OLYMPIA – Legislation to allow judges to waive legal financial obligations for those unable to pay them passed the Washington House of Representatives today with a vote of 70-24. Legal financial obligations (LFOs) are fines, fees, costs, and restitution that people with criminal convictions must pay as a part of their sentence. Unfortunately, for people without the ability to pay, they can create significant barriers to reentry. House Bill 1412 is sponsored by Rep. Tarra Simmons (D-Bremerton), the first formerly incarcerated state representative in Washington history.
“Currently, our system makes few allowances for those unable to pay LFOs,” said Simmons. “Being incarcerated already massively impacts a person’s employment opportunities, but LFOs trap those unable to pay in lifelong debt that prevents them from successfully reintegrating into the community.”
HB 1412 addresses this problem by allowing judges to waive or reduce LFOs based on evidence of a person’s inability to pay them. Current law does not allow judges any discretion to waive some LFOs. The bill also creates a state fund to ensure victim services are not impacted.
“The first time I testified in Olympia was on an LFO reform bill,” said Simmons. “After I was released from prison, I worked at Burger King. Despite barely making enough money to live, my paychecks were garnished to pay for my LFOs. They made rebuilding my life nearly impossible,” said Simmons. “Keeping people trapped in a debt cycle only encourages recidivism. Our laws should not be punishing people simply because they are poor.”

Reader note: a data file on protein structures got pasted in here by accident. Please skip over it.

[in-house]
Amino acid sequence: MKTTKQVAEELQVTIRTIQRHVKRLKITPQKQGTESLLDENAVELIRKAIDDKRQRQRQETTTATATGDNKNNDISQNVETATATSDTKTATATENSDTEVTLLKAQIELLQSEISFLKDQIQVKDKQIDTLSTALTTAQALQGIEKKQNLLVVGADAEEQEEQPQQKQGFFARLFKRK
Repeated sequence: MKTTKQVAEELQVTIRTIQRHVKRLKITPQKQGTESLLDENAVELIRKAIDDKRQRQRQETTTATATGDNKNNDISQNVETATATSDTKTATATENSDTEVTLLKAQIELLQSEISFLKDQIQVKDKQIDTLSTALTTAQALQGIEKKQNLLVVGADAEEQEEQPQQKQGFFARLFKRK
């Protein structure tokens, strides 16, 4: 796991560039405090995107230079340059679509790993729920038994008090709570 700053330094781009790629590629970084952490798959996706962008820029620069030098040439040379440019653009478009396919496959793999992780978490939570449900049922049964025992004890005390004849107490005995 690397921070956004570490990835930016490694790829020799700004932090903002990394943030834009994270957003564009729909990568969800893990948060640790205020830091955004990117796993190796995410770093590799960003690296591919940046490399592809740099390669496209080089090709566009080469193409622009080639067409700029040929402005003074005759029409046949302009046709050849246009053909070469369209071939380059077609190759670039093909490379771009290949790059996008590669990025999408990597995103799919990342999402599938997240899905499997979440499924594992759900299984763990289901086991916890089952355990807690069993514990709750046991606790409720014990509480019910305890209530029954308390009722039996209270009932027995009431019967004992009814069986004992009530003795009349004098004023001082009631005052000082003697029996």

This bill would help address the significant racial disparities Washington has in criminal sentencing. People of color are sentenced to pay LFOs more often and at higher rates when compared to white people. Allowing those without the ability to pay to seek relief from paying LFOs will strengthen the economic stability of the communities that people are returning to.
HB 1412 builds on the work of HB 1783, which passed in 2018. That bill ended the practice of jailing those who were unable to pay their LFOs. This bill continues that work by creating ways for low-income people to free themselves from court debt. It now heads to the Senate for consideration.